# The drawer has M different colored socks. What is the least amount of socks I that I need to draw to guarntee N pairs

So in my discrete math class, we all know that if the drawer has 2 different colored socks, you need to pull out 3 socks to ensure a pair.

However, I am puzzled after there are more different colored socks and more pairs of socks.

For example, if there are 3 different colored socks in the drawer and I need to draw out 50 pairs, at least how many socks do I need to draw out to ensure that I have 50 pairs of sock?

How about if there are M different colored socks in the drawer and I need to draw out N pairs, at least how many socks do I need to draw out to ensure that I have N pairs of sock?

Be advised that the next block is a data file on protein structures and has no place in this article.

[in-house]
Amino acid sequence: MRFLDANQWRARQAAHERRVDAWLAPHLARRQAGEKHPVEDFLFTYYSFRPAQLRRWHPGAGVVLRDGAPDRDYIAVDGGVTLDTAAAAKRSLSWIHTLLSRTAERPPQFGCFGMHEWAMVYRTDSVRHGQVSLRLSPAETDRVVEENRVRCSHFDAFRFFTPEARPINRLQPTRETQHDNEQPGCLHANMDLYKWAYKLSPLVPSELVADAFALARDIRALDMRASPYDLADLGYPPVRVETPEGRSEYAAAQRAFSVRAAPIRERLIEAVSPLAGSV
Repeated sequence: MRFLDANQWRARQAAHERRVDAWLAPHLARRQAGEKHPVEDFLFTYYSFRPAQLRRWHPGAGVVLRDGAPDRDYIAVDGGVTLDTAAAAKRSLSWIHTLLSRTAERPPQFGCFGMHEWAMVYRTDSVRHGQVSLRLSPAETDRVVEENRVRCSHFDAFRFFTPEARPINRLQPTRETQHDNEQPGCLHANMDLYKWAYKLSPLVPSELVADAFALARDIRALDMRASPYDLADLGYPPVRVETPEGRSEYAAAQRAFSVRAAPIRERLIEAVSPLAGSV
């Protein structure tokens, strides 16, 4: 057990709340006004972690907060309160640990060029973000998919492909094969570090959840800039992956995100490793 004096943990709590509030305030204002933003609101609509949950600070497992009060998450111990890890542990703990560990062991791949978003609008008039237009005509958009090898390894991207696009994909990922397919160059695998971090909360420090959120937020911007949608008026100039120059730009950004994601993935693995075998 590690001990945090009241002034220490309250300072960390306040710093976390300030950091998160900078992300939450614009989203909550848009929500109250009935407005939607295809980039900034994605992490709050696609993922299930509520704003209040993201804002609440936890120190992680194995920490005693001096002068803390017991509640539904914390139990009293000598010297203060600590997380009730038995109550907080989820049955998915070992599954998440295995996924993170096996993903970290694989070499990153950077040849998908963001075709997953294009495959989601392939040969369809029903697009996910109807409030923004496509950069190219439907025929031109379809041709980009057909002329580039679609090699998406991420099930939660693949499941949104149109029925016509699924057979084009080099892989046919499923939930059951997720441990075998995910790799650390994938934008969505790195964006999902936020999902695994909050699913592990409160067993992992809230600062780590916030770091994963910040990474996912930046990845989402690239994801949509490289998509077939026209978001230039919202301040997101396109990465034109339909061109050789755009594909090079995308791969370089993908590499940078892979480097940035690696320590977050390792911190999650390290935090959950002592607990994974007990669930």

Are there any general formulas for these types of problem? Or are there any rules for this type of question?

#### Solutions Collecting From Web of "The drawer has M different colored socks. What is the least amount of socks I that I need to draw to guarntee N pairs"

The maximum is clearly achieved when there is an odd quantity of socks of each color(A proof by contradiction is immediate). If you have $2c_1+1,2c_2+1,\dots ,2c_M+1$ socks of each of the $M$ colors then you have $c_1+c_2\dots +c_m$ pairs and $2(c_1+c_2+\dots c_M)+m$ socks. Then the maximum socks you can have without $N$ pairs is $2(N-1)+m$